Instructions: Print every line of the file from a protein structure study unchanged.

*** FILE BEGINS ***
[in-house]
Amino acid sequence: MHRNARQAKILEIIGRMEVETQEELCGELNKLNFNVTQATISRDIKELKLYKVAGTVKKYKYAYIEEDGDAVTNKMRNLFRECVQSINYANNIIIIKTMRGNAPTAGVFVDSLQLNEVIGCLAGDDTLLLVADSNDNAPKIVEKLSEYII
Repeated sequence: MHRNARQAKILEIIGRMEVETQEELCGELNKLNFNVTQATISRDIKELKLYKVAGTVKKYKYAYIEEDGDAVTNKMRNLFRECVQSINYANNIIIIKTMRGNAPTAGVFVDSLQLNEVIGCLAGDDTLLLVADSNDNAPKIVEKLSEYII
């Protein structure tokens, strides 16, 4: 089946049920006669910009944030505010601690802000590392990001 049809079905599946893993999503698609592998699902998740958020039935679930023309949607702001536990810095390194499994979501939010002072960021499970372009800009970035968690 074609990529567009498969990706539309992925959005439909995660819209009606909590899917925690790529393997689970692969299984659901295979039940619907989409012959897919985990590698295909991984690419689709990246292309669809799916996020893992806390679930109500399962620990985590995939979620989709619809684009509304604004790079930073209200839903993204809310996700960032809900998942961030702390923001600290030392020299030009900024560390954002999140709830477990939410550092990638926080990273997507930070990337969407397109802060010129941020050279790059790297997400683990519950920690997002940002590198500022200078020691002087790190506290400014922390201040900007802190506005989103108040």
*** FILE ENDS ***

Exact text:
[in-house]
Amino acid sequence: MHRNARQAKILEIIGRMEVETQEELCGELNKLNFNVTQATISRDIKELKLYKVAGTVKKYKYAYIEEDGDAVTNKMRNLFRECVQSINYANNIIIIKTMRGNAPTAGVFVDSLQLNEVIGCLAGDDTLLLVADSNDNAPKIVEKLSEYII
Repeated sequence: MHRNARQAKILEIIGRMEVETQEELCGELNKLNFNVTQATISRDIKELKLYKVAGTVKKYKYAYIEEDGDAVTNKMRNLFRECVQSINYANNIIIIKTMRGNAPTAGVFVDSLQLNEVIGCLAGDDTLLLVADSNDNAPKIVEKLSEYII
């Protein structure tokens, strides 16, 4: 089946049920006669910009944030505010601690802000590392990001 049809079905599946893993999503698609592998699902998740958020039935679930023309949607702001536990810095390194499994979501939010002072960021499970372009800009970035968690 074609990529567009498969990706539309992925959005439909995660819209009606909590899917925690790529393997689970692969299984659901295979039940619907989409012959897919985990590698295909991984690419689709990246292309669809799916996020893992806390679930109500399962620990985590995939979620989709619809684009509304604004790079930073209200839903993204809310996700960032809900998942961030702390923001600290030392020299030009900024560390954002999140709830477990939410550092990638926080990273997507930070990337969407397109802060010129941020050279790059790297997400683990519950920690997002940002590198500022200078020691002087790190506290400014922390201040900007802190506005989103108040």